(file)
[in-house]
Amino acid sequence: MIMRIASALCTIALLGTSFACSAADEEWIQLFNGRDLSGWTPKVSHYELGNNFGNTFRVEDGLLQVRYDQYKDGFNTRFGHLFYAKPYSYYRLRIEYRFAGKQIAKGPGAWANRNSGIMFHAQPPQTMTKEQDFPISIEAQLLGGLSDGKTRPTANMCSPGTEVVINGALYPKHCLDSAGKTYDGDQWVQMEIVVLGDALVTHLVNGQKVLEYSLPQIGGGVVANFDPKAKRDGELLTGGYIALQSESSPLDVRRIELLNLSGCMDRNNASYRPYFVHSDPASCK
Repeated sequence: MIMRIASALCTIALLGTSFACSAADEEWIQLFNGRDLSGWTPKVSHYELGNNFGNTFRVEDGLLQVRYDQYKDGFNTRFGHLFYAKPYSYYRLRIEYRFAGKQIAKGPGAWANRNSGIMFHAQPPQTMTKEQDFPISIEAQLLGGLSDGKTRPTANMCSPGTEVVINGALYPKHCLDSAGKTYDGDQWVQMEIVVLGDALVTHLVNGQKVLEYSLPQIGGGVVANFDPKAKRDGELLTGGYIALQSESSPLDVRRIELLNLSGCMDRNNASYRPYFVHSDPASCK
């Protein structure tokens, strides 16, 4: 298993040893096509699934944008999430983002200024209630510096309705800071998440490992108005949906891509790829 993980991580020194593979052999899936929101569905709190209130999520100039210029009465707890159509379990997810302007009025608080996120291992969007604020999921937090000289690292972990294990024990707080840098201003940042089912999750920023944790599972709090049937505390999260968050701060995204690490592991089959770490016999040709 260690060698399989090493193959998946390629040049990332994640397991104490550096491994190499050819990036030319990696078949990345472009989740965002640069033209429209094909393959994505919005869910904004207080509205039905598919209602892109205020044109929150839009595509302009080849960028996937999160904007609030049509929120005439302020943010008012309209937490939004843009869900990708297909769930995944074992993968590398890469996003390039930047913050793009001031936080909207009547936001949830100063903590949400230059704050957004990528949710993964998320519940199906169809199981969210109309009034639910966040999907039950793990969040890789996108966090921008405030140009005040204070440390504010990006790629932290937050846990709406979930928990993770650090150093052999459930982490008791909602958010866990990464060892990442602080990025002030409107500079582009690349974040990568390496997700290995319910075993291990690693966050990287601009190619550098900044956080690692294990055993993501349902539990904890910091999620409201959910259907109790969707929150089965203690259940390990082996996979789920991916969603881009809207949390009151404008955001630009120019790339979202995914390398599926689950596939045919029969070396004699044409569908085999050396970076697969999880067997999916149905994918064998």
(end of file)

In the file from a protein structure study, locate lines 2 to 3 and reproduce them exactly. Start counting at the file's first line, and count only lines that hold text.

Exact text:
Amino acid sequence: MIMRIASALCTIALLGTSFACSAADEEWIQLFNGRDLSGWTPKVSHYELGNNFGNTFRVEDGLLQVRYDQYKDGFNTRFGHLFYAKPYSYYRLRIEYRFAGKQIAKGPGAWANRNSGIMFHAQPPQTMTKEQDFPISIEAQLLGGLSDGKTRPTANMCSPGTEVVINGALYPKHCLDSAGKTYDGDQWVQMEIVVLGDALVTHLVNGQKVLEYSLPQIGGGVVANFDPKAKRDGELLTGGYIALQSESSPLDVRRIELLNLSGCMDRNNASYRPYFVHSDPASCK
Repeated sequence: MIMRIASALCTIALLGTSFACSAADEEWIQLFNGRDLSGWTPKVSHYELGNNFGNTFRVEDGLLQVRYDQYKDGFNTRFGHLFYAKPYSYYRLRIEYRFAGKQIAKGPGAWANRNSGIMFHAQPPQTMTKEQDFPISIEAQLLGGLSDGKTRPTANMCSPGTEVVINGALYPKHCLDSAGKTYDGDQWVQMEIVVLGDALVTHLVNGQKVLEYSLPQIGGGVVANFDPKAKRDGELLTGGYIALQSESSPLDVRRIELLNLSGCMDRNNASYRPYFVHSDPASCK